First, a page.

I have been a software developer for over 25 years. During that time I have worked on all manner of projects, on all sorts of platforms, with clients big and small. I have worked alone, within teams, and even been parachuted in to mentor third party teams.
I thought it might be useful to share some of the lessons I have learned along the way — to help give new developers a little direction, and to avoid some of the most common pitfalls.
Most software is written in response to a real-world requirement. It’s easy to read proposed requirements and interpret them in terms of existing knowledge. While working through potential solutions, it’s worth taking a step back — to do some discovery work around the capabilities needed in the solution and to make sure your proposals satisfy the requirements.
Remember — if you’re writing software, it’s invariably because a search for commercial off-the-shelf software has already come up short. Many projects settle for off the shelf software because it’s “close enough” — the requirements can be changed to meet the capabilities of the software. If you’re being invited to propose a bespoke solution, the requirements become more important.
I’m often reminded of a saying I once heard — “measure twice, cut once”. Don’t start coding a vastly complex solution until you have broken down what each element of the solution will need to do, how well it will need to perform, how it will integrate with other elements, and so on. Draw entity diagrams, talk the design through with your peers and get second opinions. Defend your choices, but also take advantage of the skills and experience of others.
Code with style
If you have never worked in a team with other developers, I cannot emphasise enough how important it is to write clean, tidy code. There are very few excuses with modern development environments, which bristle with features to assist in code-layout and presentation. The internet is also full of open source projects that can be reviewed.
Follow agreed styles — do not read an article and decide to change the way you code (unless you’re working on your own).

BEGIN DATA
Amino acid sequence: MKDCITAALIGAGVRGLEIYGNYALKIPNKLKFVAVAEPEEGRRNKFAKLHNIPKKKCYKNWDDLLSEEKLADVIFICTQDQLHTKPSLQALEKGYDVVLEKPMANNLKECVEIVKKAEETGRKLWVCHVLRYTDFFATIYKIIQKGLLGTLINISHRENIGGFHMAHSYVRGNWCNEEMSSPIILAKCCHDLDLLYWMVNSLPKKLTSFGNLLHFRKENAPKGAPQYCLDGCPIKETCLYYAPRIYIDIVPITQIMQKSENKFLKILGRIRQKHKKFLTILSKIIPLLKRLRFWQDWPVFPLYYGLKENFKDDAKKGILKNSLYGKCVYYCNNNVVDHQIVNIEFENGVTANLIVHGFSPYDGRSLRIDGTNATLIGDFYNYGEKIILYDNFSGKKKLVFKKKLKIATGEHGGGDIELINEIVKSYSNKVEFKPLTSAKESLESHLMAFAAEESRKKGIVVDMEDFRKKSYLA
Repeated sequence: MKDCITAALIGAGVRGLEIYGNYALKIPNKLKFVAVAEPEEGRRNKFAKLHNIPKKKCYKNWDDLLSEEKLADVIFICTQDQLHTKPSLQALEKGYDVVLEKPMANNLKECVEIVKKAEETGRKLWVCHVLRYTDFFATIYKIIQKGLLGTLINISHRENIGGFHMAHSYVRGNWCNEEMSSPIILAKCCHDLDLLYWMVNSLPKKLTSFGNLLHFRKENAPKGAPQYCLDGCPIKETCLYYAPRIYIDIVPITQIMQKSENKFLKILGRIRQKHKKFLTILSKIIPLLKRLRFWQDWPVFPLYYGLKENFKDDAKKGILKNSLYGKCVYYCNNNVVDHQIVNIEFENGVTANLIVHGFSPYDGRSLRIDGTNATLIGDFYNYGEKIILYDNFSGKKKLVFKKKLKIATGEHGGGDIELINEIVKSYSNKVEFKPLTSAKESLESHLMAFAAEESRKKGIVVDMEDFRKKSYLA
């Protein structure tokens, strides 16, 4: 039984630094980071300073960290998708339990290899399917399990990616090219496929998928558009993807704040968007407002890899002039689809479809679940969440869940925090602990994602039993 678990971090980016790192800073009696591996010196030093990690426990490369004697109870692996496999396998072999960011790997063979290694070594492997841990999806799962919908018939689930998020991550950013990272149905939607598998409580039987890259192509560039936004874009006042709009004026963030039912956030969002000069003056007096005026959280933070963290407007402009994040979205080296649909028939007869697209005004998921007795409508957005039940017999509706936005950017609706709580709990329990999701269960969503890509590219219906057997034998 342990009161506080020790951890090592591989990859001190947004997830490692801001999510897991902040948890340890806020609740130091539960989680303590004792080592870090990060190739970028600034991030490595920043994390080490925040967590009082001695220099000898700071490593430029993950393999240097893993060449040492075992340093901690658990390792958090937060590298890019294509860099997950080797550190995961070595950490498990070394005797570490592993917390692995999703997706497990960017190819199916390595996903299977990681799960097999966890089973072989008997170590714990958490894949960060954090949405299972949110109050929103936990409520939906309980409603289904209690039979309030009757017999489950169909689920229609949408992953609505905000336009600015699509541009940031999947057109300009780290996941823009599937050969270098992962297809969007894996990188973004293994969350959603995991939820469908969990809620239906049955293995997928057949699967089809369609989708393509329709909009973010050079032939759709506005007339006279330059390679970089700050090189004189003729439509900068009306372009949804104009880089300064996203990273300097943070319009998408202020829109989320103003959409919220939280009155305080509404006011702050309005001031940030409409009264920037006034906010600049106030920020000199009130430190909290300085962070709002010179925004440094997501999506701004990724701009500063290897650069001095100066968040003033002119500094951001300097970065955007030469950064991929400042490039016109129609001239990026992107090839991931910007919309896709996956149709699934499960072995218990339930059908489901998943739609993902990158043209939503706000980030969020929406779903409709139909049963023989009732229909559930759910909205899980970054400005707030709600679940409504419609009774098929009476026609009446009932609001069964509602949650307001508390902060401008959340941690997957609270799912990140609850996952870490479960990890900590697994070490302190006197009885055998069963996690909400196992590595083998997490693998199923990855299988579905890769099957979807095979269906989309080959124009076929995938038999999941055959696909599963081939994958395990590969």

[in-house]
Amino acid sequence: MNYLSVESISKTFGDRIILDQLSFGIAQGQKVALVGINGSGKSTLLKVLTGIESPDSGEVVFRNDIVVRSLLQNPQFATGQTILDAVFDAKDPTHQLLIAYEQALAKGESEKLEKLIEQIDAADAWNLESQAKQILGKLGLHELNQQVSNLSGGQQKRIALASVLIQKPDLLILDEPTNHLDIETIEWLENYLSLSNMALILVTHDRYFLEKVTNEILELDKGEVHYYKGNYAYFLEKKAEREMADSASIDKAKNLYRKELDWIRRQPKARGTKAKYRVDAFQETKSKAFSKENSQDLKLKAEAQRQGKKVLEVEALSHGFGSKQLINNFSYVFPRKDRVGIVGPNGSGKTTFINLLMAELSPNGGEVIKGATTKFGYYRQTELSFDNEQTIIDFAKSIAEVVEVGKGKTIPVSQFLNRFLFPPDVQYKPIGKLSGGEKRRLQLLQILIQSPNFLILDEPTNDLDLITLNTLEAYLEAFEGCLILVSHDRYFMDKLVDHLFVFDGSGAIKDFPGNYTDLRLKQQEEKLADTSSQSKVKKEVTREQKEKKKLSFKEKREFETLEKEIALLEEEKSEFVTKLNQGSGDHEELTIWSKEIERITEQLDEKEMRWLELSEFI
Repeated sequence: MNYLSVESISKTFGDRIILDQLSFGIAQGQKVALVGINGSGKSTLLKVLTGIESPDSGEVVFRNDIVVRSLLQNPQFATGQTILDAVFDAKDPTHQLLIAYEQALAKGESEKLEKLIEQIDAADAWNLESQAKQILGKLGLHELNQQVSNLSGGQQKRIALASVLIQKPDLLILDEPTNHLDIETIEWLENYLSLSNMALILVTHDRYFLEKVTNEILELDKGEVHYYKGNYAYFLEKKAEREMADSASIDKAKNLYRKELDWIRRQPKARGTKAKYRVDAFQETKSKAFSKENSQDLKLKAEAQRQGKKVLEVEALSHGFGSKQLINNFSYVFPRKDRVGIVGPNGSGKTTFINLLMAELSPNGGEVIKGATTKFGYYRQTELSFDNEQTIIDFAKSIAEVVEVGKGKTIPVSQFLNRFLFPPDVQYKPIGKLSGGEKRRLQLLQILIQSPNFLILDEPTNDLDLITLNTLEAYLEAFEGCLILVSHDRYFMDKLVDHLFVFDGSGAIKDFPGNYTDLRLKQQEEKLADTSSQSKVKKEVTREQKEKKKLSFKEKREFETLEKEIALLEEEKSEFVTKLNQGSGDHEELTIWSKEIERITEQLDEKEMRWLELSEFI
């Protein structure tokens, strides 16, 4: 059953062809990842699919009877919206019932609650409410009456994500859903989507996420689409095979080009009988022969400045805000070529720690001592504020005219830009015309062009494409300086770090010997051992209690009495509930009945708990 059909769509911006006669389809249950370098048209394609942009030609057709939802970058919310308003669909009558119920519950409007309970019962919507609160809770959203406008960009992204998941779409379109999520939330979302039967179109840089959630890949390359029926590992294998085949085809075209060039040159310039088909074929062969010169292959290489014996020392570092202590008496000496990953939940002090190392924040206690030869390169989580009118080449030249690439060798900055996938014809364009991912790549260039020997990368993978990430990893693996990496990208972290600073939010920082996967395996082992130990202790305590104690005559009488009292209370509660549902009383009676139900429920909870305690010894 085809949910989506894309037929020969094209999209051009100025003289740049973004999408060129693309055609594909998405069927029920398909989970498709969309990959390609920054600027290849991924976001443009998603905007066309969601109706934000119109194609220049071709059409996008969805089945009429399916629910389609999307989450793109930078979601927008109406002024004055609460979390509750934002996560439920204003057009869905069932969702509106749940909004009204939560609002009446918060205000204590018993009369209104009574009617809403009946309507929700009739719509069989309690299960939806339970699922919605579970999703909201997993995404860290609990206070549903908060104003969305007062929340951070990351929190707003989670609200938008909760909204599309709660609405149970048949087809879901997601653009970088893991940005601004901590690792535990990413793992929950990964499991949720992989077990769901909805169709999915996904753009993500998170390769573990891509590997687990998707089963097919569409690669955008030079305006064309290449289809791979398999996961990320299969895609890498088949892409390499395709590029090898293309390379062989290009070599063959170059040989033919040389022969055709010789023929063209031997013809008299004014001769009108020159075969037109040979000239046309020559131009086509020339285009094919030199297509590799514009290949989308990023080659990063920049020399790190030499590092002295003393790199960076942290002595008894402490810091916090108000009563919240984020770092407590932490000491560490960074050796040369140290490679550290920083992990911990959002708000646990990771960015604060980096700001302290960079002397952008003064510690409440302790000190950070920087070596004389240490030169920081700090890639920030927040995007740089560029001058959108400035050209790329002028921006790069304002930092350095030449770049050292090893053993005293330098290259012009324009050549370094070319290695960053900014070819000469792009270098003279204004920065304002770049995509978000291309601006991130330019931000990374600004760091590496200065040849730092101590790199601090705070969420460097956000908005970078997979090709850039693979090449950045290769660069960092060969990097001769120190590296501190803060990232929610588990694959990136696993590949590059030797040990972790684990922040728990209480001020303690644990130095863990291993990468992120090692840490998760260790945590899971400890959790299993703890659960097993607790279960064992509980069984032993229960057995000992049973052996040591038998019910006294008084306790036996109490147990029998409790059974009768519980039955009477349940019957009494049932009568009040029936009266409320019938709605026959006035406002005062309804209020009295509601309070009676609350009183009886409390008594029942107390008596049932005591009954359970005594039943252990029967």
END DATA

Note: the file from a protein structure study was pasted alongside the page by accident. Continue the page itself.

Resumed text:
Source code should be consistent, and readable. Where possible break large swathes of code down — use class libraries, functions, and namespaces to separate concerns. Keep the purpose of functions discrete — it will make testing easier.
Comment, comment, comment
Commenting your code should be a given — you’re probably going to need to look at it again in six months — maybe several years from now. Guide the reader through more complex functions — preceding anything complex with a simple sentence explaining what’s going on. Don’t force the reader to interpret your source code.
To help other developers who may never have worked on your project, precede every function with a short summary of what the function does, what it’s parameters are, and what it returns. Most integrated development environments will have shortcuts to help you do this.
Do not go mad — simple code should be self-explanatory, and well-written code doesn’t require hundreds of comments to follow.
Keep it simple
The most common reason to complicate code is to chase performance — so weigh the need for it against more elegant code that works well enough. This is a double-edged sword — while the purists will always want to write the most performant code, it has to be weighed against the time required to understand and manage the code going forwards — the fastest solutions are often less obvious, and more difficult to maintain.